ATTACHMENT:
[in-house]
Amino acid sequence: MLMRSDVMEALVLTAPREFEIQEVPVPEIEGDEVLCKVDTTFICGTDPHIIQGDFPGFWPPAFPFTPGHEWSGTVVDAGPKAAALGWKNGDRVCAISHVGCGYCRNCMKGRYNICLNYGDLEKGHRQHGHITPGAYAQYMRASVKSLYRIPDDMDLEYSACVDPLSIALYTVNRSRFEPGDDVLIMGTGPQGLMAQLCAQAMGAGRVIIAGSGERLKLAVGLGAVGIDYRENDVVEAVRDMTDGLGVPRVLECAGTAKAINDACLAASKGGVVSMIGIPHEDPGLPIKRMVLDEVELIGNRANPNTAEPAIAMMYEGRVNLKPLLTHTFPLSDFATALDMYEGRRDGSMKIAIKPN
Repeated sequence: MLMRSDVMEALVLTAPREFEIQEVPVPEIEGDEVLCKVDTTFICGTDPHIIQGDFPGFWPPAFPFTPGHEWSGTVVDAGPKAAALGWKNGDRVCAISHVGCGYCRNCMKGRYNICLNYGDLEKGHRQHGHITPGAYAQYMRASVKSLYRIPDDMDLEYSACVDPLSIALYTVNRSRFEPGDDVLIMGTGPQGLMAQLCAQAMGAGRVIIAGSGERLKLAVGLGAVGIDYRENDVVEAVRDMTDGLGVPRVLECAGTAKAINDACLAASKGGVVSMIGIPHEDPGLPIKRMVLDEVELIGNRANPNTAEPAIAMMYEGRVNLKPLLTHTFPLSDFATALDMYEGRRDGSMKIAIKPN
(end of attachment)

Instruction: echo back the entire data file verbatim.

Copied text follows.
[in-house]
Amino acid sequence: MLMRSDVMEALVLTAPREFEIQEVPVPEIEGDEVLCKVDTTFICGTDPHIIQGDFPGFWPPAFPFTPGHEWSGTVVDAGPKAAALGWKNGDRVCAISHVGCGYCRNCMKGRYNICLNYGDLEKGHRQHGHITPGAYAQYMRASVKSLYRIPDDMDLEYSACVDPLSIALYTVNRSRFEPGDDVLIMGTGPQGLMAQLCAQAMGAGRVIIAGSGERLKLAVGLGAVGIDYRENDVVEAVRDMTDGLGVPRVLECAGTAKAINDACLAASKGGVVSMIGIPHEDPGLPIKRMVLDEVELIGNRANPNTAEPAIAMMYEGRVNLKPLLTHTFPLSDFATALDMYEGRRDGSMKIAIKPN
Repeated sequence: MLMRSDVMEALVLTAPREFEIQEVPVPEIEGDEVLCKVDTTFICGTDPHIIQGDFPGFWPPAFPFTPGHEWSGTVVDAGPKAAALGWKNGDRVCAISHVGCGYCRNCMKGRYNICLNYGDLEKGHRQHGHITPGAYAQYMRASVKSLYRIPDDMDLEYSACVDPLSIALYTVNRSRFEPGDDVLIMGTGPQGLMAQLCAQAMGAGRVIIAGSGERLKLAVGLGAVGIDYRENDVVEAVRDMTDGLGVPRVLECAGTAKAINDACLAASKGGVVSMIGIPHEDPGLPIKRMVLDEVELIGNRANPNTAEPAIAMMYEGRVNLKPLLTHTFPLSDFATALDMYEGRRDGSMKIAIKPN